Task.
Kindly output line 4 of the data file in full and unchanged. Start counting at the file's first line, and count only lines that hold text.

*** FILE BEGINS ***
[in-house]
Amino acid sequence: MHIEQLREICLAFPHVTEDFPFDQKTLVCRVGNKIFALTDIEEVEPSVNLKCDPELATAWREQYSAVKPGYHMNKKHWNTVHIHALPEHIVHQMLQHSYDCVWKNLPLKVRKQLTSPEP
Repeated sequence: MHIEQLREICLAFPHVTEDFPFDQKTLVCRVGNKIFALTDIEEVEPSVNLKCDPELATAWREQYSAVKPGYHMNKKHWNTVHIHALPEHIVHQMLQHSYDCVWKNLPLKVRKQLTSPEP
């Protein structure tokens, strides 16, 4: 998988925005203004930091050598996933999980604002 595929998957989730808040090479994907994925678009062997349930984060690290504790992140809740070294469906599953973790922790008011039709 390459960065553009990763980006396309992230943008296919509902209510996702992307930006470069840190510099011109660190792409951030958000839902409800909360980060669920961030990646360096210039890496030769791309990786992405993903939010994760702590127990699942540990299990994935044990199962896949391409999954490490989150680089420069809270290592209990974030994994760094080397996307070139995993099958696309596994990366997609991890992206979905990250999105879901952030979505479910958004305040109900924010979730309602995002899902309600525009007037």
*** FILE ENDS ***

């Protein structure tokens, strides 16, 4: 998988925005203004930091050598996933999980604002 595929998957989730808040090479994907994925678009062997349930984060690290504790992140809740070294469906599953973790922790008011039709 390459960065553009990763980006396309992230943008296919509902209510996702992307930006470069840190510099011109660190792409951030958000839902409800909360980060669920961030990646360096210039890496030769791309990786992405993903939010994760702590127990699942540990299990994935044990199962896949391409999954490490989150680089420069809270290592209990974030994994760094080397996307070139995993099958696309596994990366997609991890992206979905990250999105879901952030979505479910958004305040109900924010979730309602995002899902309600525009007037």